Shula Zaken yesterday told the Tel Aviv District Court hearing the Holyland corruption case that her statement to the police admitting having accepted money from deceased state’s witness Shmuel Dachner was “confused,” and that Dachner was a liar.
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Zaken, who for years was a close aide to former Prime Minister Ehud Olmert, is charged with taking bribes for herself and Olmert.
Testifying yesterday, Zaken, who is married, said that she and Dachner, the project manager in the luxury housing development Holyland Park, had become close, and broadly hinted at a romantic relationship. At her initiative, Zaken’s attorney submitted transcripts of recordings of conversations in which Zaken and Dachner used nicknames for each other. Zaken called one of those conversations a “lover’s tiff” and said he didn’t tell her about his relationships with other women because “he wanted me to think I was his one and only.”
Zaken told the court that she would tell Dachner her troubles, adding, “He knew very well how to dry my tears and say a good word … He’d take me out and we’d go to good restaurants to eat, it was nice.”
Zaken added that their relationship “developed slowly, but at a certain point I didn’t want anyone to know about us.” She said not all their meetings were recorded in the office appointment book.
In her statement to police investigators Zaken had confirmed receiving money from Dachner to buy an apartment but said she did not remember the exact amount. She said that Dachner had bought furniture for her new apartment as well as a painting and earrings worth $2,700. When her son was born Dachner gave her a check for NIS 10,000.
“I never in my life asked him for anything, never,” she said. “He offered, and kept offering. Had I accepted everything he offered, the indictment would have to be ... I don’t know how many pages long.
“He gave me the feeling that I was under financial stress all the time and that he wanted to give me money that my husband didn’t know [about] to blow on myself, and that I should enjoy, that I was queen of the world and his great love and that he wants everything in the world for me.”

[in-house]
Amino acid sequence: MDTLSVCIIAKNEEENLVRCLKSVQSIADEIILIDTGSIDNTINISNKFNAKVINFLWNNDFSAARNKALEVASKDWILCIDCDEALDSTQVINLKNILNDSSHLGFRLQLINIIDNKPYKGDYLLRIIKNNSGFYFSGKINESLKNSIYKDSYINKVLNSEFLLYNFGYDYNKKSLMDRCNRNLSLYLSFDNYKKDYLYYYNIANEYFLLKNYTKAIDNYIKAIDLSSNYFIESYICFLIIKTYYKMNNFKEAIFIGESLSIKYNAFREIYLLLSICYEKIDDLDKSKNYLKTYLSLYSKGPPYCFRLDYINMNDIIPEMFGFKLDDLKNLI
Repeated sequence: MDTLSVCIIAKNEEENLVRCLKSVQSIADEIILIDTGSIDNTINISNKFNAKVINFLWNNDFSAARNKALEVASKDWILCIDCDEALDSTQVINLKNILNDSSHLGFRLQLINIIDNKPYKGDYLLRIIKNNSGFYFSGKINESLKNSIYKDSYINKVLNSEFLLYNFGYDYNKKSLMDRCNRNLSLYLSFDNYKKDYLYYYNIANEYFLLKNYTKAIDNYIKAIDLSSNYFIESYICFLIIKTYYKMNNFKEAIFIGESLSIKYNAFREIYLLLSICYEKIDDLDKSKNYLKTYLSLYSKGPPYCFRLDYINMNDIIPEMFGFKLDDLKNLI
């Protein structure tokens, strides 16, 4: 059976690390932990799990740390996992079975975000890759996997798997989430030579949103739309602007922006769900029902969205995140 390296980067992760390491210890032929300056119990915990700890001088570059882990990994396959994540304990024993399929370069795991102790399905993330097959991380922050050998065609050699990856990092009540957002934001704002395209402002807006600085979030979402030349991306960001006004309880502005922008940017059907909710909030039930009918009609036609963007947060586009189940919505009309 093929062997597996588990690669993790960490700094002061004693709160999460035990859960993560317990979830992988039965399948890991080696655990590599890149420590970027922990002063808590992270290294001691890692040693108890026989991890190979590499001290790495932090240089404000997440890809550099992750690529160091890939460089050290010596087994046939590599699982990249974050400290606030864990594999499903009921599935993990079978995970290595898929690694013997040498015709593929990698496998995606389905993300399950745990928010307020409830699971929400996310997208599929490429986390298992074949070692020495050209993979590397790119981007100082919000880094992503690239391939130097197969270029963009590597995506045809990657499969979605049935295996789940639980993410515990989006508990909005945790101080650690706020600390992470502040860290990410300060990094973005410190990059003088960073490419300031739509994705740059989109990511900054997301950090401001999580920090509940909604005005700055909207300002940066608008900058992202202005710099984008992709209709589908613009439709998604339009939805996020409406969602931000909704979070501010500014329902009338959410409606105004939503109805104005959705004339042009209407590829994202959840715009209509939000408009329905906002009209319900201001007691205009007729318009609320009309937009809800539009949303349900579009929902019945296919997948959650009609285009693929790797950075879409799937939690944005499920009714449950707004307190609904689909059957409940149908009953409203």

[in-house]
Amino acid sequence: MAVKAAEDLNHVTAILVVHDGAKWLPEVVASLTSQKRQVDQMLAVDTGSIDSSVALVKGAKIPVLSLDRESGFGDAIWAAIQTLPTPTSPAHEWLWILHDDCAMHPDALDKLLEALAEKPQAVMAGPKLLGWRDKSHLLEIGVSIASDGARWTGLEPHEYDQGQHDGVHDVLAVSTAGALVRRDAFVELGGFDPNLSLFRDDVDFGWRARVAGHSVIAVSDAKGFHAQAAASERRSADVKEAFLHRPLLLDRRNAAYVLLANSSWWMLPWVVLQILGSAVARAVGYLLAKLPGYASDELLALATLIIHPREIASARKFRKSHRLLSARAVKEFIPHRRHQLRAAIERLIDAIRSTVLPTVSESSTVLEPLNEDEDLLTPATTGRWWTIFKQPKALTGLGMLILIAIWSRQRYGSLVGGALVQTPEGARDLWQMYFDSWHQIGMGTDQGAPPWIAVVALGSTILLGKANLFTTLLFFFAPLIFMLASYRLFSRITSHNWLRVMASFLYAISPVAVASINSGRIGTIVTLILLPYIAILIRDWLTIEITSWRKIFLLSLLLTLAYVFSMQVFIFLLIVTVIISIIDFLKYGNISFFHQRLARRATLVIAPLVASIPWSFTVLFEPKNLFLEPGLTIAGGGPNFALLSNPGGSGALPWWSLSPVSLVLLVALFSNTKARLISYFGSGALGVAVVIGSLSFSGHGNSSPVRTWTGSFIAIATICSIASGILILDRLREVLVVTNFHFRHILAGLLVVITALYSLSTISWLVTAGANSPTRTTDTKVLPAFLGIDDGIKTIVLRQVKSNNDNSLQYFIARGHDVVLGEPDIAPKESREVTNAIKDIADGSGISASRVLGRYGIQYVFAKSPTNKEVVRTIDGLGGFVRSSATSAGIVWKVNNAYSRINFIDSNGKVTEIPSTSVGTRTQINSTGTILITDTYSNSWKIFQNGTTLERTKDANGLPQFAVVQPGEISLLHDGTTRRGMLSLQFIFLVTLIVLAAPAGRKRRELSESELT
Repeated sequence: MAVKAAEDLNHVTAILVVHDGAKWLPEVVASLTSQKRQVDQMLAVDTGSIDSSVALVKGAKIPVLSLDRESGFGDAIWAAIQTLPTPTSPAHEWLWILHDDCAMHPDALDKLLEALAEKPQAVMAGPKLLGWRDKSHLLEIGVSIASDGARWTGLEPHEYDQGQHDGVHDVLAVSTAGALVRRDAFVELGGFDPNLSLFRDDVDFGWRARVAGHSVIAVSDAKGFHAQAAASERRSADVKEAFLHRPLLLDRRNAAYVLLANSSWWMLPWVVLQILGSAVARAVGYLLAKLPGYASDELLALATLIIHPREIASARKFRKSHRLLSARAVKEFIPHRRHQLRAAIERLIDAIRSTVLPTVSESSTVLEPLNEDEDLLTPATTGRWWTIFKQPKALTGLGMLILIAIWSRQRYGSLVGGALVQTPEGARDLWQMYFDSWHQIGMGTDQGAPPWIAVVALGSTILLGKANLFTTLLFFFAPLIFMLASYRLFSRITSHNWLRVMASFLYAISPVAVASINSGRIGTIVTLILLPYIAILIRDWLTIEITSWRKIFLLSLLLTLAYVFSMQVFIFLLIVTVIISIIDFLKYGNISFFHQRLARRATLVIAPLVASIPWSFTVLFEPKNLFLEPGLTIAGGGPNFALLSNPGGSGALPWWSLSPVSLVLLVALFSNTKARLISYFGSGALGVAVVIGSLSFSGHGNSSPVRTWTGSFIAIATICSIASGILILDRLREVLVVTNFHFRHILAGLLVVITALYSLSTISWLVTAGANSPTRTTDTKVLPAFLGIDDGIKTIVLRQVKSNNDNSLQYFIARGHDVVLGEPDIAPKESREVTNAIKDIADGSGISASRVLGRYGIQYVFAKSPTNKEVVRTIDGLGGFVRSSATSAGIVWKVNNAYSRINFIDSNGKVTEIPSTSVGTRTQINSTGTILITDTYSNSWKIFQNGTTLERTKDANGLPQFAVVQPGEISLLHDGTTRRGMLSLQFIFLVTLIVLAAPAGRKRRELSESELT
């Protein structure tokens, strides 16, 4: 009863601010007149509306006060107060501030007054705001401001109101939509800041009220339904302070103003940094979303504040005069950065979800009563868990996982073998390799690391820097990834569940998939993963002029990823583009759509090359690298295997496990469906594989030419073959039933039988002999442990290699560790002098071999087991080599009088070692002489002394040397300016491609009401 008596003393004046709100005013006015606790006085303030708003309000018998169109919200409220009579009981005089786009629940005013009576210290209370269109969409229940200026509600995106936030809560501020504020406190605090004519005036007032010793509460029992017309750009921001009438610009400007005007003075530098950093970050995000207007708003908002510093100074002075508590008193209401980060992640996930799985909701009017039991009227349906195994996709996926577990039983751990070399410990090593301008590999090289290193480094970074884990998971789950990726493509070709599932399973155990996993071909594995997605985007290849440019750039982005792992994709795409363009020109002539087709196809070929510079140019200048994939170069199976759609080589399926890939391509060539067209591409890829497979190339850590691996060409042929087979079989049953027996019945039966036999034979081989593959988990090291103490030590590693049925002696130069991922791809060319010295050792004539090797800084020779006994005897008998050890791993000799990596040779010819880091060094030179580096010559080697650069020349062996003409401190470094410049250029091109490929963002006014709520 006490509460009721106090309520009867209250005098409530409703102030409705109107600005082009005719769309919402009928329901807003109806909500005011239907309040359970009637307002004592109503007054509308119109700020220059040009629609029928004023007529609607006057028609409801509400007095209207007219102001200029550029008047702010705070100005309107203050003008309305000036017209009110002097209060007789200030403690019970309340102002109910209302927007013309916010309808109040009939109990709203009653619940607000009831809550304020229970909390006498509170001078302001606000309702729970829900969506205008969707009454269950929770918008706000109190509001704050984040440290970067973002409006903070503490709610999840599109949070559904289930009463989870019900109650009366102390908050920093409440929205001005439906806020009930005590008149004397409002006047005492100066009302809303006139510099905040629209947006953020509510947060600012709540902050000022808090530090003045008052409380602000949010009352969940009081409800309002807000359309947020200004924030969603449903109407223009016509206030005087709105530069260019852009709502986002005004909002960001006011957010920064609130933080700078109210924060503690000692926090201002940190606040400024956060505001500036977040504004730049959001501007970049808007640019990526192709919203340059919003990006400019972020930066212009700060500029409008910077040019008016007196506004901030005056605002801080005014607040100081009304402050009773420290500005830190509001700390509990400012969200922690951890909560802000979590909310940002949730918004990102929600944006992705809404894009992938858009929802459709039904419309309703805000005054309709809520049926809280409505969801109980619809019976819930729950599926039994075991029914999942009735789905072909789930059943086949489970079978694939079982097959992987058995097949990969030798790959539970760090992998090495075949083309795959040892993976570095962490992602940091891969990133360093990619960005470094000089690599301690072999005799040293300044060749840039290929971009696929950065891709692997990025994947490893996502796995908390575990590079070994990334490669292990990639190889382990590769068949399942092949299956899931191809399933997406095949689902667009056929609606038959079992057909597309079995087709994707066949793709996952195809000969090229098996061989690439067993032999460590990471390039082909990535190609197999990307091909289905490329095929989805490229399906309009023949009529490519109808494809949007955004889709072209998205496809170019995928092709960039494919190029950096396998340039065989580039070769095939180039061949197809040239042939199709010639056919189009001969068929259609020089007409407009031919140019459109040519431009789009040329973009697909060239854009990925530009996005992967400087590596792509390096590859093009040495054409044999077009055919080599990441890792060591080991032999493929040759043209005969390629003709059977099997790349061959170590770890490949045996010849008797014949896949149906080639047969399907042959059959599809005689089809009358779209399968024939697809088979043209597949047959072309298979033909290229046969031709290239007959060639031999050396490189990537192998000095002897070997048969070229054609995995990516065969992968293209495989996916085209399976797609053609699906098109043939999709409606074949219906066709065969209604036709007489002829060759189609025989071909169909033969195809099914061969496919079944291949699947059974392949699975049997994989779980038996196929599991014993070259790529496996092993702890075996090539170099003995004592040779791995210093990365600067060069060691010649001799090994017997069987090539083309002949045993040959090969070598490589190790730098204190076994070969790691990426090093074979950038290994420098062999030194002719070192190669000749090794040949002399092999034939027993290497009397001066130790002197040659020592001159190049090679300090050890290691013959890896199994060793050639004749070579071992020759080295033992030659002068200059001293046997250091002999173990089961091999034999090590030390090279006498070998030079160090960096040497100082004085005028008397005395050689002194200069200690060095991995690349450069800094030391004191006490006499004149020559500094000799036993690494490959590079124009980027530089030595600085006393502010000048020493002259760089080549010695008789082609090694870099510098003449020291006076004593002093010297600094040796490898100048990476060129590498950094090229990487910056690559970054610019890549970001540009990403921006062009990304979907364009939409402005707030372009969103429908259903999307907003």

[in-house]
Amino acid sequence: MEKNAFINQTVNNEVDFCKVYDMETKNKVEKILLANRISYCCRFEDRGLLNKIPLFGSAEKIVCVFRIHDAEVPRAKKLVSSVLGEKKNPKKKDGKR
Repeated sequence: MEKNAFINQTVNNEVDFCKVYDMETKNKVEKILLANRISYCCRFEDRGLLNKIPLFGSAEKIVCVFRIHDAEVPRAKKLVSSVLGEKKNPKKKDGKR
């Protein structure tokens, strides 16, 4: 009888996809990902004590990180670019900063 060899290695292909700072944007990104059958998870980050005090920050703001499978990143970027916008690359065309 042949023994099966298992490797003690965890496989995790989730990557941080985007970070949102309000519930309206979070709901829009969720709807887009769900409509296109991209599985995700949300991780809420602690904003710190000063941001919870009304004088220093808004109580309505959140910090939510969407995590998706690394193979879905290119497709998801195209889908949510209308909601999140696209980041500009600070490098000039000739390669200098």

During her testimony yesterday Zaken repeatedly said Dachner was a liar and that she had tried to catch his eye during his testimony in the trial, and even asked to confront him before the police, but got no response. “I wanted him to look me in the eye so that I could understand why he was doing this, why he was lying,” she said. Dachner died in March.
In court yesterday Zaken praised Olmert, who was listening carefully to her testimony. She said that she abnegated herself for him, and told her family that Olmert was her life’s work. “I totally believed I was with a man who was a true leader and that the State of Israel needs someone like him,” she said.
She described her position as “senior adviser,” who handled Olmert’s schedule, saw to everything that came into the office and who was also involved in fundraising. She was Olmert’s “liaison to the outside” and “the woman who sat outside and saw everything.” She described herself as being destined to serve Olmert.
During her testimony, Zaken, who is standing trial for the third time in recent years, described herself as a “full-time defendant.”
“There are lots of secrets, but none of the secrets are criminal, so why are you persecuting me?” she asked. “It’s a great privilege to serve a great man like that, but should I be punished for that? Well, if I’m going to be punished for that, I accept that punishment with love.”